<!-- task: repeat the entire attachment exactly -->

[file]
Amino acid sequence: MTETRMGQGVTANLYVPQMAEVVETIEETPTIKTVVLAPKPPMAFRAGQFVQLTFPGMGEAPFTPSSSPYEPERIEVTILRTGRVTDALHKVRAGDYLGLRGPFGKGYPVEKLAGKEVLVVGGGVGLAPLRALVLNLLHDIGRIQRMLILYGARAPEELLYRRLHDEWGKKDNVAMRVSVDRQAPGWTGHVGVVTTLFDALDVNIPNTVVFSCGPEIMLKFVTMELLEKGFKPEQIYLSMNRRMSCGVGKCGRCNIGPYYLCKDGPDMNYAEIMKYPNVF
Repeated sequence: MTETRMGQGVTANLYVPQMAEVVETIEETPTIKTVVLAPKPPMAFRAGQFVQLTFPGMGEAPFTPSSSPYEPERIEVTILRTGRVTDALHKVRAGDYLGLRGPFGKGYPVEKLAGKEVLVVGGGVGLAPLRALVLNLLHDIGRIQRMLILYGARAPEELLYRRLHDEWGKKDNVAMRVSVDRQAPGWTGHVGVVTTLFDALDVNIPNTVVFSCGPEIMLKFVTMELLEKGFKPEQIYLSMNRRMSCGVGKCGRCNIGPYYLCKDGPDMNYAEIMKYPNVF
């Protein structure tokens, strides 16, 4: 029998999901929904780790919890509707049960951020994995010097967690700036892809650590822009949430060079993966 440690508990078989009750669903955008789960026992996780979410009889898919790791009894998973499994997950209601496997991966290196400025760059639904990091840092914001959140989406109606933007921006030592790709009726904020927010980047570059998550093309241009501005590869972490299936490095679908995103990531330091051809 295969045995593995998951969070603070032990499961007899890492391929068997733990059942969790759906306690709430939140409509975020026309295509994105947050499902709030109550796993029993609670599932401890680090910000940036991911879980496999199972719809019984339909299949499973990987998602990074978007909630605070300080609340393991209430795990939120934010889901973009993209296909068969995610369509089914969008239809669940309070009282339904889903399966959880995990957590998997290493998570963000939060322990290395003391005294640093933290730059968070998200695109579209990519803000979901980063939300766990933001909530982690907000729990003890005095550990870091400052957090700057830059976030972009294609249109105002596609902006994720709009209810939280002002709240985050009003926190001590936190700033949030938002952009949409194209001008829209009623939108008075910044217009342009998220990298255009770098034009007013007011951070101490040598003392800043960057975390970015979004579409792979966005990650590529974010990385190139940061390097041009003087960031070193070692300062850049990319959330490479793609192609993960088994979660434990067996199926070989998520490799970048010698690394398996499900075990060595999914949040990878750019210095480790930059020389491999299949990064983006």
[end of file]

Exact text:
Amino acid sequence: MTETRMGQGVTANLYVPQMAEVVETIEETPTIKTVVLAPKPPMAFRAGQFVQLTFPGMGEAPFTPSSSPYEPERIEVTILRTGRVTDALHKVRAGDYLGLRGPFGKGYPVEKLAGKEVLVVGGGVGLAPLRALVLNLLHDIGRIQRMLILYGARAPEELLYRRLHDEWGKKDNVAMRVSVDRQAPGWTGHVGVVTTLFDALDVNIPNTVVFSCGPEIMLKFVTMELLEKGFKPEQIYLSMNRRMSCGVGKCGRCNIGPYYLCKDGPDMNYAEIMKYPNVF
Repeated sequence: MTETRMGQGVTANLYVPQMAEVVETIEETPTIKTVVLAPKPPMAFRAGQFVQLTFPGMGEAPFTPSSSPYEPERIEVTILRTGRVTDALHKVRAGDYLGLRGPFGKGYPVEKLAGKEVLVVGGGVGLAPLRALVLNLLHDIGRIQRMLILYGARAPEELLYRRLHDEWGKKDNVAMRVSVDRQAPGWTGHVGVVTTLFDALDVNIPNTVVFSCGPEIMLKFVTMELLEKGFKPEQIYLSMNRRMSCGVGKCGRCNIGPYYLCKDGPDMNYAEIMKYPNVF
């Protein structure tokens, strides 16, 4: 029998999901929904780790919890509707049960951020994995010097967690700036892809650590822009949430060079993966 440690508990078989009750669903955008789960026992996780979410009889898919790791009894998973499994997950209601496997991966290196400025760059639904990091840092914001959140989406109606933007921006030592790709009726904020927010980047570059998550093309241009501005590869972490299936490095679908995103990531330091051809 295969045995593995998951969070603070032990499961007899890492391929068997733990059942969790759906306690709430939140409509975020026309295509994105947050499902709030109550796993029993609670599932401890680090910000940036991911879980496999199972719809019984339909299949499973990987998602990074978007909630605070300080609340393991209430795990939120934010889901973009993209296909068969995610369509089914969008239809669940309070009282339904889903399966959880995990957590998997290493998570963000939060322990290395003391005294640093933290730059968070998200695109579209990519803000979901980063939300766990933001909530982690907000729990003890005095550990870091400052957090700057830059976030972009294609249109105002596609902006994720709009209810939280002002709240985050009003926190001590936190700033949030938002952009949409194209001008829209009623939108008075910044217009342009998220990298255009770098034009007013007011951070101490040598003392800043960057975390970015979004579409792979966005990650590529974010990385190139940061390097041009003087960031070193070692300062850049990319959330490479793609192609993960088994979660434990067996199926070989998520490799970048010698690394398996499900075990060595999914949040990878750019210095480790930059020389491999299949990064983006």